A recent bill signed into law by Tennessee Governor Bill Lee allows faith-based adoption agencies to refuse adoptions to same-sex couples. It is a bill not unlike those found in many other states, and is modeled after laws that came before it.
Despite some strong support from the head of Tennessee’s government, HB0836, which is described as a bill protecting religious freedom, has received backlash from many.
Votes for the bill were largely along party lines in the state Senate, with one Republican Senator voting ‘no’ and five voting ‘present’. All Senate Democrats voted against the measure. In the House, it passed with 67 votes for it, and 22 against, with three members declining to vote.
State Sen. Steve Dickerson voted against the bill, going against party lines to do so. One of his arguments against the bill was the possibility of economic fallout, warning that Tennessee may be snubbed for major events by the NFL, NCAA, and NHL, not unlike the backlash that came after North Carolina passed House Bill 2 in 2016.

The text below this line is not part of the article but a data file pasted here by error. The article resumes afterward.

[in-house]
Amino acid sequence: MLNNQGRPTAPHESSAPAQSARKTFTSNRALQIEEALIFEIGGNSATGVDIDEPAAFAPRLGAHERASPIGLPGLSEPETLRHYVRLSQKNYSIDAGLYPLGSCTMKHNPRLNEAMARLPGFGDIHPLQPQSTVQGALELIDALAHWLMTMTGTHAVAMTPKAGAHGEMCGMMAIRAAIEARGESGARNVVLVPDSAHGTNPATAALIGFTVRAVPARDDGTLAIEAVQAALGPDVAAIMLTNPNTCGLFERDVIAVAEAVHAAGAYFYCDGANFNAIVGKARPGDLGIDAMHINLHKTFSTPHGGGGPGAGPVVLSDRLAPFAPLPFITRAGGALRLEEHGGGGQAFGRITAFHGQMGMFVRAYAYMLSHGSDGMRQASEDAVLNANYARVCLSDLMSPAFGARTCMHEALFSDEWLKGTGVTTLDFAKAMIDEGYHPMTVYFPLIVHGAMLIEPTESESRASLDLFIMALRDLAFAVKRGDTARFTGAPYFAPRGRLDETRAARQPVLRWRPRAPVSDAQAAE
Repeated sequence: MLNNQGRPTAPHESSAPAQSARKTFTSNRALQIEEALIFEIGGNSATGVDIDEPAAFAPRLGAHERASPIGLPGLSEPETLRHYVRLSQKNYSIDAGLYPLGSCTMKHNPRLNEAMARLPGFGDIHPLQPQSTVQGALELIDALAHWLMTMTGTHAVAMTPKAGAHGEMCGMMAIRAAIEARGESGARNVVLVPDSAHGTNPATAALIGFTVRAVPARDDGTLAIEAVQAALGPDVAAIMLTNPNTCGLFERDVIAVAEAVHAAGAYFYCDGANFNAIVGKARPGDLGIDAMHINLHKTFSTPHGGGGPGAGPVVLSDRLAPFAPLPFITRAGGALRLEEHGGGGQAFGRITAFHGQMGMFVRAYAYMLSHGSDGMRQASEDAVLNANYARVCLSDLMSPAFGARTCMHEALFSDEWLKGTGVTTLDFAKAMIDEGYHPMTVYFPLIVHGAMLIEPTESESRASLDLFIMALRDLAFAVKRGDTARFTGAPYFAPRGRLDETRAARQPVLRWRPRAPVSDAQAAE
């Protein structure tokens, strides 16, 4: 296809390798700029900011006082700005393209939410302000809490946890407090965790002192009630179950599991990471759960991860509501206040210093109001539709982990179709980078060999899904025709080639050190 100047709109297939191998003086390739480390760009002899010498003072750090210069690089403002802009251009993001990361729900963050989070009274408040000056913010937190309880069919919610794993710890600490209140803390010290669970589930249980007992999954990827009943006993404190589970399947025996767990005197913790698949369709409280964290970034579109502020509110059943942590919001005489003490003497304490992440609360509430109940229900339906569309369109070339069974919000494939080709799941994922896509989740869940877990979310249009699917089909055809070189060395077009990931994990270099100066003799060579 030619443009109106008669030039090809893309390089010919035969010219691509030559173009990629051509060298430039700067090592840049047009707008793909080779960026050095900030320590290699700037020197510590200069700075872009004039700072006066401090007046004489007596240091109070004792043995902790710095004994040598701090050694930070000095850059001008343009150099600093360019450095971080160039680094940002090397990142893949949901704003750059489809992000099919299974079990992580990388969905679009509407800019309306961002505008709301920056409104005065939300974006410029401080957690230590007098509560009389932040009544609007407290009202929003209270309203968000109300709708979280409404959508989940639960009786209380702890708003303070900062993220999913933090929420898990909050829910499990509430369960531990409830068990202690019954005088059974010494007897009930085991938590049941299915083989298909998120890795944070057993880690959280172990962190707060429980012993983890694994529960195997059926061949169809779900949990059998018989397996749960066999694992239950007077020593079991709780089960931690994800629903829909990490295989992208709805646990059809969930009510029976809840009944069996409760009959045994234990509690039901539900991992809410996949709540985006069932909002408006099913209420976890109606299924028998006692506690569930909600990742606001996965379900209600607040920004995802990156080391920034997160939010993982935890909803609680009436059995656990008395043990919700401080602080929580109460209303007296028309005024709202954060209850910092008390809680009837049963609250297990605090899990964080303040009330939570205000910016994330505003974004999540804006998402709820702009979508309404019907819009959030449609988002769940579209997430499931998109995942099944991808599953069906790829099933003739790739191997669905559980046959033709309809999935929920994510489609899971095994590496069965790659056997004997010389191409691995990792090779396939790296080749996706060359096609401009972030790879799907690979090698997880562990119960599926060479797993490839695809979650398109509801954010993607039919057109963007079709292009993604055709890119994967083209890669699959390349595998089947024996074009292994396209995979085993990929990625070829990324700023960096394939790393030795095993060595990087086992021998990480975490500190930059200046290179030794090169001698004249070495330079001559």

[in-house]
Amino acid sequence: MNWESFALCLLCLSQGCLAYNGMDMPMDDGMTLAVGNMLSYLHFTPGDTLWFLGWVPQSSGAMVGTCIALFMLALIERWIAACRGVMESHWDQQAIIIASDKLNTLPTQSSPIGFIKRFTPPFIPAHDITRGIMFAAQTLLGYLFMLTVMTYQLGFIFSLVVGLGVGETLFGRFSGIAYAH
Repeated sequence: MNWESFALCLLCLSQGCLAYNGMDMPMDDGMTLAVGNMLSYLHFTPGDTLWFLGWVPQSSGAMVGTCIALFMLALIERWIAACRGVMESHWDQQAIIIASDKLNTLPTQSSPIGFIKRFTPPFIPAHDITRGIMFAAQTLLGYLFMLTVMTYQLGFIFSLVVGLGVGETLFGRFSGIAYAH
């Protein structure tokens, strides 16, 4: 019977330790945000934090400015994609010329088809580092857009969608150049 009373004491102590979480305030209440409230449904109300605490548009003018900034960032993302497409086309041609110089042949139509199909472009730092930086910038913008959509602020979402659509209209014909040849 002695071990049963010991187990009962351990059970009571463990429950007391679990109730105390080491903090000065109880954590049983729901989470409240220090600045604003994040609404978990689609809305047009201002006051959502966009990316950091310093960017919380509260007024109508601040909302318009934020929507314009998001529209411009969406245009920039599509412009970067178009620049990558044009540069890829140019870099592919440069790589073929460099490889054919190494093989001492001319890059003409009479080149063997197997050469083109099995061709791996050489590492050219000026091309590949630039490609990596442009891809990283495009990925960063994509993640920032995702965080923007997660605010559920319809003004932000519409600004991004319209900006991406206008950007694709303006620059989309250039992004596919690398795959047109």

“I think we can probably kiss that goodbye,” said Dickerson of the possible events.
According to the Movement Advancement Project (MAP), 3.5% of Tennessee’s adult population, or approximately 184,000 people, are part of the LGBT community. This bill would affect a not-insignificant amount of them, as MAP states that approximately 26% of LGBT individuals in the state are raising children.
2016 marked a historic moment for LGBT people: Mississippi’s ban on same-sex couples adopting children was struck down by a federal judge. In all 50 states, it is now legal for same-sex couples to adopt children.
According to Representative John Ray Clemmons, one of the members of the bill’s opposition, the bill hurts children. “Why are we wanting to do anything to prohibit a loving couple or family of any denomination, any religion, any moral conviction from being able to care for a child and provide for it?”
“We have got to stop discriminating against people,” he went on to say. “We have gone far enough.”
Federally, there is no law like HB0836, but that may change as the Trump administration proposes their own similar law that may eventually take place.